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Writing formulas is one of those concepts in chemistry that requires much practice and repetition for students to gain confidence. This remote learning activity is a fun way for students to practice name and formula writing that will not be as boring as a worksheet full of practice questions.
Michael Morgan shares a lesson that he has used for many years that not only requires students to explain a topic that they have not been directly taught but also to develop explanations based on previous knowledge. He has used this lesson as a multiday “in-class” assignment and also as an “at-home” independent study. It works well in both scenarios with only minor revision. The lesson is based on Alfred Werner’s work on deducing the structures of coordination compounds.
The concept of density is investigated regularly- in lecture, lab, or both- in Introductory (non-science majors) or the majors General Chemistry 1 courses. This post describes a short activity involving ice core density.
The November 2020 issue of the Journal of Chemical Education is now available online to subscribers. Topics featured in this issue include: microplastic contamination and the environment; diversity, equity, inclusion, and respect in chemistry education research and practice; teaching in the time of COVID-19; chemistry and health; service learning; using games to teach; examining structures; solubility; spectroscopy; natural products chemistry; understanding polymer chemistry; materials science; assessment; analyzing student understanding; from the archives: battery explorations.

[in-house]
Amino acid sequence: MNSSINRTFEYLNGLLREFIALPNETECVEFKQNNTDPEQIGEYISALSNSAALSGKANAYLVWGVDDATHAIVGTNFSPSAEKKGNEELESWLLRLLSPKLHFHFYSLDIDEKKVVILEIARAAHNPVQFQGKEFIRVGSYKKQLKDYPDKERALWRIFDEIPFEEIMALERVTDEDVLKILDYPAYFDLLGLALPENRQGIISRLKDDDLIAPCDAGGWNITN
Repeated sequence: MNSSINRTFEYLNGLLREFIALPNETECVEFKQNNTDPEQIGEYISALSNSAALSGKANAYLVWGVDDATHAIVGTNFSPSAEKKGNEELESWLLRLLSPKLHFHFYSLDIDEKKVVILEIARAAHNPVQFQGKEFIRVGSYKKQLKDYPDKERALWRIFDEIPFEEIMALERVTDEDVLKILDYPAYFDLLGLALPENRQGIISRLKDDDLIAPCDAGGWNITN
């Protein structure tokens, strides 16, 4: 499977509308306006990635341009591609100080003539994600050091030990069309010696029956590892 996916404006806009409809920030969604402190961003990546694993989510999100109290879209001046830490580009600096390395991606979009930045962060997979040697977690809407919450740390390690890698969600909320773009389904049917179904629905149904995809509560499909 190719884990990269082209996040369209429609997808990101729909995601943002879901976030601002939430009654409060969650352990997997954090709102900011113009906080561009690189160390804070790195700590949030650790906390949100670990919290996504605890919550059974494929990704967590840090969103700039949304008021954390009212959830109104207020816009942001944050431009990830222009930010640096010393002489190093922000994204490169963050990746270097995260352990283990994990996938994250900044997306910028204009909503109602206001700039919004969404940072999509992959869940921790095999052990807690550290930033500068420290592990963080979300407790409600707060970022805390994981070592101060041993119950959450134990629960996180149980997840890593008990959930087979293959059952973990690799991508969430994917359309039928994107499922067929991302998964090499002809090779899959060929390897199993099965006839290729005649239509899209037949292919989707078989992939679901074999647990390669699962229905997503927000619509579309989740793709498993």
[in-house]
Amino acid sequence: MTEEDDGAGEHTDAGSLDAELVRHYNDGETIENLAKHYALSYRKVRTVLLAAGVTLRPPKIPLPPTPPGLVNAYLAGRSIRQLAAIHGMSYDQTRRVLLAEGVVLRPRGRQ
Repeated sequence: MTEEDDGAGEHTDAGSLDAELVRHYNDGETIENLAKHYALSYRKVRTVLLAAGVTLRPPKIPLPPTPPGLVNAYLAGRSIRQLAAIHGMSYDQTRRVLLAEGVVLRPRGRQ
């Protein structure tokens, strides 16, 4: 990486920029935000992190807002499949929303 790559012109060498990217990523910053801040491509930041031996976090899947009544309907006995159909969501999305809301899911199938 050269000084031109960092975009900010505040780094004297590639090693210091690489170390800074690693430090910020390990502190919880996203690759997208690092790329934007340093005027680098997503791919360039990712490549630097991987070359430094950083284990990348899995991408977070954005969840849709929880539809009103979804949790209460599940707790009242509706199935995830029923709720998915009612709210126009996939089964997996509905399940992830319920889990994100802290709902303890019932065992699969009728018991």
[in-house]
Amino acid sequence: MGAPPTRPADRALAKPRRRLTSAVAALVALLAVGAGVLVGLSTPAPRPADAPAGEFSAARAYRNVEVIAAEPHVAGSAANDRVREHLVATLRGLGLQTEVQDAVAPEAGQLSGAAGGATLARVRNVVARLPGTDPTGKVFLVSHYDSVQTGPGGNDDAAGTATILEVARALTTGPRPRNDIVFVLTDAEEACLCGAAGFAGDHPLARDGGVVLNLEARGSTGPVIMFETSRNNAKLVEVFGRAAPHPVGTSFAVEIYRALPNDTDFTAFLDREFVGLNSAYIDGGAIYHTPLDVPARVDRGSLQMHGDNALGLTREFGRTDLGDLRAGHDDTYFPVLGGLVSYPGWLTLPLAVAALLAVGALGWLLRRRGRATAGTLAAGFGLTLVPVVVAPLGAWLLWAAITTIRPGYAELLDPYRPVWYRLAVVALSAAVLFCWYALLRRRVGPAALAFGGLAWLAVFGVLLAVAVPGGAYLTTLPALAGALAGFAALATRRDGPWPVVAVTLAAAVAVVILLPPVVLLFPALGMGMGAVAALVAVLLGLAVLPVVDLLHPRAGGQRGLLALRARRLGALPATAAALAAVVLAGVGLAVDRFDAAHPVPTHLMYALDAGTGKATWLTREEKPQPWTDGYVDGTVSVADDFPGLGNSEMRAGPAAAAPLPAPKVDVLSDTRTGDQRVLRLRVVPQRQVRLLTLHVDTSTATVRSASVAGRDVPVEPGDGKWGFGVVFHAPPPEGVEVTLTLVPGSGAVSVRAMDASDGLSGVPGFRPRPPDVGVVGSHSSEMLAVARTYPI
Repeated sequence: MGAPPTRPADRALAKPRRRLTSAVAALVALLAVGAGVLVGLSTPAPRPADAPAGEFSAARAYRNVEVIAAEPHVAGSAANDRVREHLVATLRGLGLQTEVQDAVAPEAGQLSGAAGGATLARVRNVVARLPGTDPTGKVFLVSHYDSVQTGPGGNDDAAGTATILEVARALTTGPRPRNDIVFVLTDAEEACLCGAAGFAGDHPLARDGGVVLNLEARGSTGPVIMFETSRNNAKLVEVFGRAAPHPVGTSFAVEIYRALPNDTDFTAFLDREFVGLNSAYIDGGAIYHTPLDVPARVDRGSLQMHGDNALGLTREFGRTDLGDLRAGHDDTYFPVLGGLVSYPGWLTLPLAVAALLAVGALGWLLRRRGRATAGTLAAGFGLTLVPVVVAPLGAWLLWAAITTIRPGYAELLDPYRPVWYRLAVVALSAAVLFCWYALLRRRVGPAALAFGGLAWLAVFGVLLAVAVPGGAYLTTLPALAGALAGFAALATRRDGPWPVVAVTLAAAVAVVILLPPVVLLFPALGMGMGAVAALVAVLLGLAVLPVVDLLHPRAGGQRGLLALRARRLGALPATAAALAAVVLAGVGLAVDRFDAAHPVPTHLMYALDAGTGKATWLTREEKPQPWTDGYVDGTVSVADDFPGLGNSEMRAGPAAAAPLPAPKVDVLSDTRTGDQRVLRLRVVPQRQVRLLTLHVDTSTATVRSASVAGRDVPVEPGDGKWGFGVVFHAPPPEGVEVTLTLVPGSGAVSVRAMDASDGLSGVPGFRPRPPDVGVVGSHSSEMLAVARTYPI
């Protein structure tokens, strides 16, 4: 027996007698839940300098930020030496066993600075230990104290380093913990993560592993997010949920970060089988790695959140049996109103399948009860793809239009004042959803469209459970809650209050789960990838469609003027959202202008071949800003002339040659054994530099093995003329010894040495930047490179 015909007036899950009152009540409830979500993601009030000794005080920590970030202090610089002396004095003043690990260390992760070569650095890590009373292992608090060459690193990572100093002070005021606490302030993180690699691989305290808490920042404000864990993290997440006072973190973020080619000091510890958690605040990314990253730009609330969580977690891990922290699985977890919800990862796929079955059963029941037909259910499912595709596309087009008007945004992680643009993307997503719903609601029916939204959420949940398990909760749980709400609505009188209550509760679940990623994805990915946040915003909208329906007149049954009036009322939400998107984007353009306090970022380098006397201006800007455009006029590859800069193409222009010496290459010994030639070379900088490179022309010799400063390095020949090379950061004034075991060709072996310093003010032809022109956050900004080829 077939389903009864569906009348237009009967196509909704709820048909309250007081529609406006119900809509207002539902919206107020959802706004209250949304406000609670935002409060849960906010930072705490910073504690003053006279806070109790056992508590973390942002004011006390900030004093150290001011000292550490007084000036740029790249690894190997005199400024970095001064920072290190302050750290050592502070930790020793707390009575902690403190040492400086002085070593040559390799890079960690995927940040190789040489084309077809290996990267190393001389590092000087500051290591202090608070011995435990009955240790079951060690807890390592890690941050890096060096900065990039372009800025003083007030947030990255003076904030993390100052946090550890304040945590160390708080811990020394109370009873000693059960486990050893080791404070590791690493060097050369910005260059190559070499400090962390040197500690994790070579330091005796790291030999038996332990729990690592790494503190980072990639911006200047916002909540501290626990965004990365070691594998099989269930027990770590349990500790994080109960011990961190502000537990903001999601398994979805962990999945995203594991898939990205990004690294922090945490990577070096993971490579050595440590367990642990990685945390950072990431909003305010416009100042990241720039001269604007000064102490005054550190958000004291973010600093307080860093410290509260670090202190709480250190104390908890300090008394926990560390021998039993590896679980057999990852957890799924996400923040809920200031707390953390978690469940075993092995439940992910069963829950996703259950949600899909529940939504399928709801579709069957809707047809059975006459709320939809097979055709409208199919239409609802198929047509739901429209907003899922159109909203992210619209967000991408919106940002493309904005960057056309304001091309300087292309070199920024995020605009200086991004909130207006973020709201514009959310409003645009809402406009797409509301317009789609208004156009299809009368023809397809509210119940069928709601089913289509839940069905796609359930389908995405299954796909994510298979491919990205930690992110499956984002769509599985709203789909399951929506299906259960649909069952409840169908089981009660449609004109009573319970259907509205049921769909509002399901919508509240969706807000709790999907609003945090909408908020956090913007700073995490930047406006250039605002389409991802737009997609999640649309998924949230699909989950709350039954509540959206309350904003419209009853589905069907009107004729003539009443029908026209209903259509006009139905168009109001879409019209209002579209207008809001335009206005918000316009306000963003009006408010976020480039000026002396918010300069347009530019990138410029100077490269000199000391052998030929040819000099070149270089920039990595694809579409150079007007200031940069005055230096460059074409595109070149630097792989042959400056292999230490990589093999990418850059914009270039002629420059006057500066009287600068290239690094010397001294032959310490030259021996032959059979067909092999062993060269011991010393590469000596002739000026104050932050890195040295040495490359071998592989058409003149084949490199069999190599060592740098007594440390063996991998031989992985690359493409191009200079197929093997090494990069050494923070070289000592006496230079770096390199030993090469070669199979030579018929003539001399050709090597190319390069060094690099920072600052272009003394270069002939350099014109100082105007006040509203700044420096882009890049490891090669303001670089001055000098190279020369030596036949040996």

In this activity, students learn about solubility and concentration. They watch videos that explain the dissolving process, how to calculate the molarity, supersaturation and how to make rock candy. They also use a PhET simulation to explore factors that affect the concentration of a solution.
In this activity, students express their creativity and show their understanding of concept by creating a video for their final project.
In this activity, students learn about the mole. In section 1, students learn what a mole looks like for different substances. In section 2, students learn how the number of protons and neutrons in the nucleus determines the molar mass of an element by comparing individual isotopes in a PhET simulation..
This activity allows students to see many different types of scales in order to become proficient at measuring and determining how many digits to record in any measurement, whether it be volumes, masses, lengths, etc.
Spectroscopy-based experiments are commonplace in college labs. This out-of-classroom activity post provides links to applications of spectroscopy in a diverse spectrum of disciplines and work fields.
In this lab students are given a film canister, a quantity of Alka Seltzer of their own choosing and any materials available in the room to investigate factors that affect the rate of reaction. They work with their groups to create CER boards and then the class engages in a Glow and Grow session. Tips for using this activity in a virtual setting are offered as well.